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What building electric motorcycles taught me about investing
4 pillars of my investment thesis, and how I found them in my garage...
Welcome to the second part of My Next Electric’s series on investing in the clean energy transition, specifically the electrification of traditionally fossil-fueled stuff. Post #1 is here and includes the full map of our current investment portfolio.
In each of these posts, I’ll focus on one part of the investment map I’m refining with the brilliant Pete Christensen, our Investor-In-Residence.
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Let’s dive in on my first investment — building my own custom electric motorcycles. I didn’t think of Night Shift Bikes as my first investment back then, but I definitely do now.
Here’s where it is on the map…
When I moved to New Orleans in 2006 for what would be the hardest job I’ve ever had, I came home most days on a very empty tank. I needed a space to process, to do what Matthew Crawford calls Soulcraft.
So I bought a $20 guide to building an electric motorcycle from a guy named John Bidwell and starting buying used and new parts. A hundred late nights later, I built this…
It was a dangerous machine. That yellow front end bottomed out on any minor bump. The range was 20 miles, tops. That brake was. Not. Great.
But it worked. And I was way smarter after than I was before. That bike is still really important to me, not as a vehicle, but as a reminder that doing anything hard is best fueled by what Merlin Mann calls Tolerance for Courageous Sucking.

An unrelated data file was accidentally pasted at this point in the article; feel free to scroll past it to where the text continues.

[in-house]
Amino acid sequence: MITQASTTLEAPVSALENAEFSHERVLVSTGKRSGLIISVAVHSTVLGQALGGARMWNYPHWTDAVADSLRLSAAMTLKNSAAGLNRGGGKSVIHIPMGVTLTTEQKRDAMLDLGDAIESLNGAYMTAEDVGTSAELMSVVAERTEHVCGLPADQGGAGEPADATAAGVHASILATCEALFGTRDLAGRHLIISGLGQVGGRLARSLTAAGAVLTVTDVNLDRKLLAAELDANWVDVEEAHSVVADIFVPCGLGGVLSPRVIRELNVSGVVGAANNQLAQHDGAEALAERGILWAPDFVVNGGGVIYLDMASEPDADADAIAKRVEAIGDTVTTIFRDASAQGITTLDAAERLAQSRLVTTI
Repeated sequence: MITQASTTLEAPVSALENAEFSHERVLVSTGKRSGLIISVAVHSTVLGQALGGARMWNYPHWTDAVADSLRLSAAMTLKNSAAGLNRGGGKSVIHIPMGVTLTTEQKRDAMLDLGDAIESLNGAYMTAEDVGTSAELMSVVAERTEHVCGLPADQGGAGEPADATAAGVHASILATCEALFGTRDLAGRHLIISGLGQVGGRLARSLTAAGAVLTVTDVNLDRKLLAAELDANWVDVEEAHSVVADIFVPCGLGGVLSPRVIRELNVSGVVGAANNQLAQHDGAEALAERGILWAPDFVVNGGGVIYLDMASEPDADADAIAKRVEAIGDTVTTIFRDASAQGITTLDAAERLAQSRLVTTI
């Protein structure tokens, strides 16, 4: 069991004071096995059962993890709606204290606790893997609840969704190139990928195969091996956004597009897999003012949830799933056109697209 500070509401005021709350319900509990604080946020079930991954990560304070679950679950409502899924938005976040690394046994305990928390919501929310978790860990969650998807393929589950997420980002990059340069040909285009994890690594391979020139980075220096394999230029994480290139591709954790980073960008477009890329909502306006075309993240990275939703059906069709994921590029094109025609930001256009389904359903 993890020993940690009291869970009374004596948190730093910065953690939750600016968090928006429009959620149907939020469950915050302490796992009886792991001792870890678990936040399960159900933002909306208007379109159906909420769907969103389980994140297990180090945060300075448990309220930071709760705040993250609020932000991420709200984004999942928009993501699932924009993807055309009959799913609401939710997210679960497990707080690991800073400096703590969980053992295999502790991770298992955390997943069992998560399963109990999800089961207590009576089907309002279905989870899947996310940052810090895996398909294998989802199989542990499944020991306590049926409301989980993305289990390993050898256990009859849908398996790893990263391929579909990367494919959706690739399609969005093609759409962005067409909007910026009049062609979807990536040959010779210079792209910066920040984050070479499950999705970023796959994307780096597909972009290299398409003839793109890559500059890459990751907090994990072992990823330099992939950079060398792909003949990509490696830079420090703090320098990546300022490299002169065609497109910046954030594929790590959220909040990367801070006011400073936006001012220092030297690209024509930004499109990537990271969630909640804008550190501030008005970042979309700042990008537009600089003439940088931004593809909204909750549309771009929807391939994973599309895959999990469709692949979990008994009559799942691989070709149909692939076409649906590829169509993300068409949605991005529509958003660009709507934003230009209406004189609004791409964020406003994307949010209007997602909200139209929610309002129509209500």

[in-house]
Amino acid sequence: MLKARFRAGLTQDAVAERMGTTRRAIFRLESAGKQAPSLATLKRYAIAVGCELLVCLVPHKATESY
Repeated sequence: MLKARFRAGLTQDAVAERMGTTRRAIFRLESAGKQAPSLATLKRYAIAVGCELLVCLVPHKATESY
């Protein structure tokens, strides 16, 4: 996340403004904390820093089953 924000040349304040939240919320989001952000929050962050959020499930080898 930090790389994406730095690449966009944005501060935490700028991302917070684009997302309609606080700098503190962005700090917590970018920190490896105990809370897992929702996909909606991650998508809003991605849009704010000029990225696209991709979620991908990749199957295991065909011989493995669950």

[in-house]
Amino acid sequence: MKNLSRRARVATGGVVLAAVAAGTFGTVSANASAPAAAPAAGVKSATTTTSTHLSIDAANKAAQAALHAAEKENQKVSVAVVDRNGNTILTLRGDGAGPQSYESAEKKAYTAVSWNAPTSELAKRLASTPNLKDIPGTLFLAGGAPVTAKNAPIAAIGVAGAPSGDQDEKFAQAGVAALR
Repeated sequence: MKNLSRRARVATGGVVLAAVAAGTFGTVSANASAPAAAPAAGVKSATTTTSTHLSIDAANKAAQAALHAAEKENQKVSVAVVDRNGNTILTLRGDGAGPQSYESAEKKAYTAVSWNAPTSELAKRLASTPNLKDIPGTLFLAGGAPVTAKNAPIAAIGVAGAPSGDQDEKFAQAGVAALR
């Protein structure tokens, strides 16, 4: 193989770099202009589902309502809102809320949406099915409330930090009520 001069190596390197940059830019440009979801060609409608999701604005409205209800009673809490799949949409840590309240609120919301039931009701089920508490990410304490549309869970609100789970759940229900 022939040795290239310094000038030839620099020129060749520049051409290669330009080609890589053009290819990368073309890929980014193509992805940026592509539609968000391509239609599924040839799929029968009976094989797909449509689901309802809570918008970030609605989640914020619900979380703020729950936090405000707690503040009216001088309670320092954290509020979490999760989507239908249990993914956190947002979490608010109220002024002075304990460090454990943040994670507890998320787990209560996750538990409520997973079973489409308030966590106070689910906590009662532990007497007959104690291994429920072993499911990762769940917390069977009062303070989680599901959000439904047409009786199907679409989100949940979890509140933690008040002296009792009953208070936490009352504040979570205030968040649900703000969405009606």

I think finding your own comfort with the process (whatever that process ends up being) might just be the whole game here -- being willing to put in your time, learn the craft, and never lose the courageousness to be caught in the middle of making something you care about, even when it might be shit and you might look like an idiot fumbling to make it. What's the worst thing that could happen? - Merlin Mann
You can see and hear more about why I build bikes here.
Over the years, my bikes have improved. One big bump came when I found a lighter option than the 4 lead-acid batteries you see on that yellow bike. After talking with builders all over the world trying new things to reduce weight and increase energy and power density, I bought some used Nissan Leaf electric car batteries from a guy in Denver, jammed them into a 2003 Suzuki Savage, and made this…
I called it the Leafy Savage. It got some press. Walking Dead’s Norman Reedus even rode it on his new TV show.
To be clear, Night Shift Bikes is an awful place to invest: crap business model, founder distracted by other things, riskier than any respectable actual business should be.
But it is a kick-ass place to learn. It’s where my obsession with humans switching from gas machines to electric machines started. As I look back at what’s endured build-to-build, I see four things that serve as foundations for our investment strategy today:
A fascination with electromagnetism and electric drivetrains,
An understanding of the design constraints/opportunities of current battery chemistries compared to gasoline,
A deep curiosity about putting batteries in creative places, and
Experience as an educator with helping humans try new things.
In future posts, I’ll dig into more traditional angel investments and how they build on this foundation. But I’m glad we’re starting here. Investing is about learning and staying curious, not about being perfect every check. And building - bikes and companies - is where the most learning happens for me.
For more on builds, past and present, check out Night Shift Bikes.
Thanks for reading; you know the drill.